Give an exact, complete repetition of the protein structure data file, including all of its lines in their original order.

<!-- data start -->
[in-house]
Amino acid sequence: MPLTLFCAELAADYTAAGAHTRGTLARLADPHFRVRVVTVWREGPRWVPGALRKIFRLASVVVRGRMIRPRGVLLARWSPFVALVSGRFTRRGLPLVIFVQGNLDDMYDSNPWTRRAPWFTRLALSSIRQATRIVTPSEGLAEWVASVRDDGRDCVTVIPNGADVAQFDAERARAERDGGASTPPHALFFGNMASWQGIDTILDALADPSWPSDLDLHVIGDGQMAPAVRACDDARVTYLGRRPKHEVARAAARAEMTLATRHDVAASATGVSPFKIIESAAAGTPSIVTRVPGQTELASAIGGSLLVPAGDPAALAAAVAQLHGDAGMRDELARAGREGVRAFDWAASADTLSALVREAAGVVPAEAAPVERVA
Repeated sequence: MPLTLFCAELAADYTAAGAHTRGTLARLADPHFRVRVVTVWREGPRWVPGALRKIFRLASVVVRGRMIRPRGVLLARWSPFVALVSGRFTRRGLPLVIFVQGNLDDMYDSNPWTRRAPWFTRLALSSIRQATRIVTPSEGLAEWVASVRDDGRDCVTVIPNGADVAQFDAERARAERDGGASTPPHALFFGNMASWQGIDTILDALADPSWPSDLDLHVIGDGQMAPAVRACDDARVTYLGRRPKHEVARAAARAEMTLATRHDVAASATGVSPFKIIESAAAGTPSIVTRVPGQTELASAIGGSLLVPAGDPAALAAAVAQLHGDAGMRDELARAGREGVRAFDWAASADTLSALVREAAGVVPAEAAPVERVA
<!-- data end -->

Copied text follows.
[in-house]
Amino acid sequence: MPLTLFCAELAADYTAAGAHTRGTLARLADPHFRVRVVTVWREGPRWVPGALRKIFRLASVVVRGRMIRPRGVLLARWSPFVALVSGRFTRRGLPLVIFVQGNLDDMYDSNPWTRRAPWFTRLALSSIRQATRIVTPSEGLAEWVASVRDDGRDCVTVIPNGADVAQFDAERARAERDGGASTPPHALFFGNMASWQGIDTILDALADPSWPSDLDLHVIGDGQMAPAVRACDDARVTYLGRRPKHEVARAAARAEMTLATRHDVAASATGVSPFKIIESAAAGTPSIVTRVPGQTELASAIGGSLLVPAGDPAALAAAVAQLHGDAGMRDELARAGREGVRAFDWAASADTLSALVREAAGVVPAEAAPVERVA
Repeated sequence: MPLTLFCAELAADYTAAGAHTRGTLARLADPHFRVRVVTVWREGPRWVPGALRKIFRLASVVVRGRMIRPRGVLLARWSPFVALVSGRFTRRGLPLVIFVQGNLDDMYDSNPWTRRAPWFTRLALSSIRQATRIVTPSEGLAEWVASVRDDGRDCVTVIPNGADVAQFDAERARAERDGGASTPPHALFFGNMASWQGIDTILDALADPSWPSDLDLHVIGDGQMAPAVRACDDARVTYLGRRPKHEVARAAARAEMTLATRHDVAASATGVSPFKIIESAAAGTPSIVTRVPGQTELASAIGGSLLVPAGDPAALAAAVAQLHGDAGMRDELARAGREGVRAFDWAASADTLSALVREAAGVVPAEAAPVERVA